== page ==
MA 21




0.42 linear feet (1 document case) photographs


Women Artists in Collaboration was created in 1985 at Brookings, South Dakota, as a small group of women artists who collaborated together on artistic presentations. The collection is composed of correspondence, financial records, images, clippings, scrapbooks and memorabilia.

Historical Note

Women Artists in Collaboration was created in 1985 at Brookings, South Dakota. It started out as a small group of women who had joined together when the Brookings Women's Center sponsored a presentation by women artists. Finding the collaboration stimulating, these women continued to work together. The group was made up of "whoever was willing to contribute" and changed from year to year. Friends of the Arts and the Brookings Women's Center provided funding for the group.

Content Notes

The Women Artists in Collaboration Records consist of various items collected by Marilyn Richardson, a co-founder of Women Artists in Collaboration. The bulk of material is correspondence, financial records and projects that the group worked on. The projects material is interesting because it deals with ideas for performances and the collaboration process. Included in the material are clippings, guest books, meeting notes, member biographies, and programs. Also included are two scrapbooks that contain pictures of performances presented by the group and other memorabilia.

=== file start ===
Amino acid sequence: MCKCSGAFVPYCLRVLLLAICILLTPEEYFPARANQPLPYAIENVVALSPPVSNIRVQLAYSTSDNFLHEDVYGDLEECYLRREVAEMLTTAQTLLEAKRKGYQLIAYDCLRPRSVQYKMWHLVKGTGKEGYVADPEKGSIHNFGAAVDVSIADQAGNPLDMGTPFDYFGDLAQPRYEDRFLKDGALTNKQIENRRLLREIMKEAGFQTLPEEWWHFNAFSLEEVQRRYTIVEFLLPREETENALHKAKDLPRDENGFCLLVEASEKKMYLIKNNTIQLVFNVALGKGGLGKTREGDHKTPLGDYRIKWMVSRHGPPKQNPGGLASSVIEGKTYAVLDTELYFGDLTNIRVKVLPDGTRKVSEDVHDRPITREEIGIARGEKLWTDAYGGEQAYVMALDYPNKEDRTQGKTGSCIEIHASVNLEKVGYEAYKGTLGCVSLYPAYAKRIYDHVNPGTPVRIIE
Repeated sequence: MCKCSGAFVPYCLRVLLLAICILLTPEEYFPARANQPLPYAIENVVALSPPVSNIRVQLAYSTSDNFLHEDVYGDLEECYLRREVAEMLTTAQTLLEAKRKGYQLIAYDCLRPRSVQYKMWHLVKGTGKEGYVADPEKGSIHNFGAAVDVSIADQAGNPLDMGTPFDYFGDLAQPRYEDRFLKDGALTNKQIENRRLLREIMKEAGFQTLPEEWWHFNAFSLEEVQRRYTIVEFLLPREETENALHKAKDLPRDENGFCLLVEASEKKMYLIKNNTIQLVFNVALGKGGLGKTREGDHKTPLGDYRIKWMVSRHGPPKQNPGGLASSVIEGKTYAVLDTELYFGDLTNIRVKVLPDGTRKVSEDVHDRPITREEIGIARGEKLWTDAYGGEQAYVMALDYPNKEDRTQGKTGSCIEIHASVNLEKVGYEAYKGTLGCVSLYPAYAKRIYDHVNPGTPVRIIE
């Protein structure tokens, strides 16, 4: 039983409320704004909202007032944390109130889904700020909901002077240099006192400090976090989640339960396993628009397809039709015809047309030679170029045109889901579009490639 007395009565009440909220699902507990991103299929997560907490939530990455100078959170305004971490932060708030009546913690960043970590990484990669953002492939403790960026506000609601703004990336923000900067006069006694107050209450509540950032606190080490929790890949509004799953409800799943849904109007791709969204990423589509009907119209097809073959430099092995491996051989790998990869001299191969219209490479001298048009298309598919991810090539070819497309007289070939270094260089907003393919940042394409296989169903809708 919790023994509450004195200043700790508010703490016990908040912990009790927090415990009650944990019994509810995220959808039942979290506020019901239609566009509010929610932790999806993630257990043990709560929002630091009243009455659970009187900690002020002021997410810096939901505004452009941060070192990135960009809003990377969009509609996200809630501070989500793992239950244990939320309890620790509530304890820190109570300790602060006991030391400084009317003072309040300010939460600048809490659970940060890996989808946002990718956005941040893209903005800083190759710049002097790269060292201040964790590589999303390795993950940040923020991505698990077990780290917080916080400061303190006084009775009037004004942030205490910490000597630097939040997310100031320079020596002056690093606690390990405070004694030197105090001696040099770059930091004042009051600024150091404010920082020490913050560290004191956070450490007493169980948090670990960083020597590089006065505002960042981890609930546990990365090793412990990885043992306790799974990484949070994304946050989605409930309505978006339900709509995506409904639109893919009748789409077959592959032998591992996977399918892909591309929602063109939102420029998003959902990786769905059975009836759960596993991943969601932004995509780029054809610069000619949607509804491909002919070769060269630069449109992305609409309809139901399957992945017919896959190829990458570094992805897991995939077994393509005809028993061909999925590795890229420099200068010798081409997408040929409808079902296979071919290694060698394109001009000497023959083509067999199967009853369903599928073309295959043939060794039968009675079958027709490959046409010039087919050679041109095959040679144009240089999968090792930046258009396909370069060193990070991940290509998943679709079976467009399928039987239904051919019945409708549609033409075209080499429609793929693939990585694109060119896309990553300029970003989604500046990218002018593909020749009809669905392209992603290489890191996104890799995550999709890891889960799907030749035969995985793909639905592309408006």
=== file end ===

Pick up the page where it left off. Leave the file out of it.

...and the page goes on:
SDSU Archives and Special Collections

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South Dakota State University Archives and Special Collections, Hilton M. Briggs Library, Brookings, South Dakota.


Copyright restrictions apply in different ways to different materials. Many of the documents and other historical materials in the Archives are in the public domain and may be reproduced and used in any way. There are other materials in the Archive carrying a copyright interest and must be used according to the provisions of Title 17 of the U.S. Code. The Archive issues a warning concerning copyright restrictions to every researcher who requests copies of documents. Although the copyright law is under constant redefinition in the courts, it is ultimately the responsibility of the researcher to properly use copyrighted material.